Outside the Box:
By Paul "Villam" Steed
Anything I say comes from me and represents my personal opinions, views and subtle plans for influencing society. Read, ruminate over and remember at your own risk. If I teach you something and it helps, teach someone else.
h man. I'm in a very smarmy philosophical mood so indulge me.
Making computer games. All my friends and closer acquaintances make computer games. Can't really say I have a friend who isn't involved with our industry somehow (in-laws/family don't count). It seems odd to me how people don't understand the love I have for my work. But then again I don't really love my work. It's just a part of my existence. Do you love being alive? Most of the time. Maybe just sometimes. Sometimes you wake up and everything goes right that day whether it's your RDA in the morning (Recommended Daily Allowance), or the fact that traffic on the way to work was the speed it was meant to be. Life is good. Other days you wake up and the sick aunt's in town and the dreaded trip across that immense, unfinished parking lot perpetually under construction cruelly posing as a freeway is gleefully punctuated by 'WORK ZONE. ALL TRAFFIC FINES DOUBLE' (what a fucking scam that is). Life sucks.
Like I said, people find it surprising that a couple times a month I work the night through and put in 24 hours instead of 10 or 15. And don't bitch about it. Forget the money (money is good), forget the, ahem…notoriety. Take any hobby you have that you have to somehow cajole (look it up flame-boy) your significant other into allowing you to absorb yourself into and you'll start to see what I'm talking about. (Sip) Your shot. I'm big ones.
There is a difference though between say, getting paid to golf all day and making games for a living. Playing sports professionally demands that you practice, practice, practice. And unless you make movies or write novels, getting paid to watch films and getting paid to read all day isn't what I'm talking about. Making computer games is a 24/7 deal. Dig it. Everything you do you view it with a, "…now that has a great specular highlight!" or, "…this story would never equate to a good game, but it might if you changed the plot like…" or even, "if only I could get that sunset into an environment map…"
I guess what I'm saying is that I go to my office at the place I call work where people called my co-workers also go. I go home. I do my domesticity script. I do things that don't involve fondling a mouse or feeling the sexy gel-filled carpal tunnel preventer under my palm while tapping my finger tips into the consciousness of someone else. When I'm lying by the pool or tossing the brats around, or tooling through the aisles of a department store my mind ruminates over the latest potential solution for that nasty UV manipulation problem. Or better yet, I'm trying to figure out why the lighting looks so good over by the makeup counter with the ambient light so muddy (or is it the appealing geometry with a high FPB in that absurdly sexy lab coat?).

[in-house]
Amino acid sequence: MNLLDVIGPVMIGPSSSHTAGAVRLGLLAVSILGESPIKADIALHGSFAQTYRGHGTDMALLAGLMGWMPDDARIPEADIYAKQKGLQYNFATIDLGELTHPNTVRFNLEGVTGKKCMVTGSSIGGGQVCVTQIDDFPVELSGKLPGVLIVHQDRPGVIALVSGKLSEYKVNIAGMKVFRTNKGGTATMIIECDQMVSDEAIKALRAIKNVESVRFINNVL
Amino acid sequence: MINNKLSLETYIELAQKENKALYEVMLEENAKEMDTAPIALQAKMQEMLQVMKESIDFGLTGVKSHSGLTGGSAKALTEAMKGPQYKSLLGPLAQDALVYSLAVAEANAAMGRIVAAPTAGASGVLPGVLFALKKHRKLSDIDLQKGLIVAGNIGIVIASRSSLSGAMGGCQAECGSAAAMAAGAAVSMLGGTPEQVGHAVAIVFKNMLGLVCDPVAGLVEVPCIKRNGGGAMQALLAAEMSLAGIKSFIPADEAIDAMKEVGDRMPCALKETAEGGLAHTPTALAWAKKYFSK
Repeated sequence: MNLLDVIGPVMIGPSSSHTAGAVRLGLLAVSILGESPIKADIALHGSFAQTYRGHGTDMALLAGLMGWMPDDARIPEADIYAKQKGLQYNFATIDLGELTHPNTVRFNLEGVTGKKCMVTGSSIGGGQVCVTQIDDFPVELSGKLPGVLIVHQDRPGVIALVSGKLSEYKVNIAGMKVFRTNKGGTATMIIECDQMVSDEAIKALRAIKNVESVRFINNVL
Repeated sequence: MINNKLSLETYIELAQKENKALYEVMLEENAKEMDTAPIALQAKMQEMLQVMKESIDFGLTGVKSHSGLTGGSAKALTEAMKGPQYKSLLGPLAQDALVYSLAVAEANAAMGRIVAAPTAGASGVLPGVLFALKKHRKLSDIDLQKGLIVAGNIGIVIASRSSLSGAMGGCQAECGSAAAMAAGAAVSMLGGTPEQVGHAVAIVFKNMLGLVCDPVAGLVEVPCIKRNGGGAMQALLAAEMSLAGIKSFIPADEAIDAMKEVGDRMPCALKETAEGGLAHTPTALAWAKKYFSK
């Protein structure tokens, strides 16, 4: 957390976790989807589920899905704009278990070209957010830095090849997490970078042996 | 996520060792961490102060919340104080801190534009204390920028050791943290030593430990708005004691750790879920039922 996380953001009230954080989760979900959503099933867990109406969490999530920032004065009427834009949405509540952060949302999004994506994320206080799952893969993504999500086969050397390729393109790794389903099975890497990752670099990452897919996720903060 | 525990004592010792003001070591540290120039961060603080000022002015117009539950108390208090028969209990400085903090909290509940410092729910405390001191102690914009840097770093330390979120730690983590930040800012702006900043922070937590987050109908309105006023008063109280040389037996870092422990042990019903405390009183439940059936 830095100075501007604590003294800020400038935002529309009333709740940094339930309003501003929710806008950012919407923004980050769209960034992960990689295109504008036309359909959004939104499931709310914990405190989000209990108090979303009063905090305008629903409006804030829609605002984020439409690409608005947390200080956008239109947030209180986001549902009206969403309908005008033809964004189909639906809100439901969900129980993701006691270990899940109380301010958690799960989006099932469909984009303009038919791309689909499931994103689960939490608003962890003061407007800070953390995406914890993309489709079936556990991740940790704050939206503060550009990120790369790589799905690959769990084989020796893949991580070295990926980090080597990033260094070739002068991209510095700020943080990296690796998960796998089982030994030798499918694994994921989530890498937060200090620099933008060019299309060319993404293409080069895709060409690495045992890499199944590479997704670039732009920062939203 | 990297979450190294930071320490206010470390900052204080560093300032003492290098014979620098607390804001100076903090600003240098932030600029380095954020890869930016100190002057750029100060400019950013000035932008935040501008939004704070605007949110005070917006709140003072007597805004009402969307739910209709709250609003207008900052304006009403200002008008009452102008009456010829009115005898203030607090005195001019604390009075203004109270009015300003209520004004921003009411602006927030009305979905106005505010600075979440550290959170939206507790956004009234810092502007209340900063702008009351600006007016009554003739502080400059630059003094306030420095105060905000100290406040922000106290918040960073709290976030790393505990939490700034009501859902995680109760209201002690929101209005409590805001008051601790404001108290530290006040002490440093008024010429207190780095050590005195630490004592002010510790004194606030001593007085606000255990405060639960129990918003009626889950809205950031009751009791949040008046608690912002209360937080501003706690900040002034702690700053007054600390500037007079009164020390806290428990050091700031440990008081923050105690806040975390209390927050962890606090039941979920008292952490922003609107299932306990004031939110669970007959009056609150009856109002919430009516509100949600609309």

At Origin they have a motto: "We Create Worlds".
It's probably more accurate to say worlds scream and claw incessantly at us to be created. We as developers can't help it. That's why I went from six years in the Air Force to nearly a registered dietician to almost a physical therapist to not quite a GQ-wannabe-tie-flipped-over-my-shoulder-at-lunch sorta corporate dude to what I am today: an entertainment software developer. Exercising my prodigious imagination and creative fire is the only thing for me, Keyser Soze. I simply cannot imagine doing anything else for a living (not that I haven't had a varied and colorful employment history). Why not 'artist' or 'computer graphics specialist' or 'modeler/animator'? Because most of my peers and I really do make worlds.
Mastering the plethora of tools and toys (read: teach myself stuff) which crop up faster than yet another Beanie Baby allows me more easily and convincingly to make my little worlds. The props, the sets, the actors and the action are all mine to control in the worlds I create. Whether they're solely my ideas or the ideas of my co-workers or an amalgam of the two, creating the visual experience in the form of animations either pre-rendered or manipulated by the fruit of Carmack's genius? This is my 'job'. But it is also my hobby, my passion and ultimately the inevitably appropriate outlet for my rather abundant energies and dreams.
Someone once told me that working out is like a part time job which they go to for that little extra. I said I view working out like brushing my teeth. You can quit your job but can you quit brushing your teeth. Get it? Habit? Lifestyle? Making games is what I was meant to do. Hell. If I hadn't found girls soon after my mother brought home the Vic20, I never would have given up coding those cool text adventures I was into. Shit. Come to think of it, Dick British and the big C himself may have been overshadowed by not-so-socially-adept Steedster. Uh, not really. Chicks…computers…chicks…computers. I think we know who won.
Saying making computer games for a living is 'work' is like saying drawing breath is a chore. Yeah. It sucks the life out of you sometimes but even the person you love the most does that sometimes (or so it seems). Weekends? Vacations? Sabbaticals? Man you have to be employed for any of that to have meaning.
I just happen to get paid to live. Feel pretty damn fortunate about that, too. Eight ball…side pocket, one time.
- Paul Steed is an incredibly opinionated 3D artist at id Software.
Credits: Thinking Outside the Box logo illustrated and is © 1998 Dan Zalkus. Thinking Outside the Box is © 1998 Paul Steed. All other content is © 1998 loonyboi productions. Unauthorized reproduction is strictly prohibited, so don't even try it. We've got really big guns, and we're ripped, baby.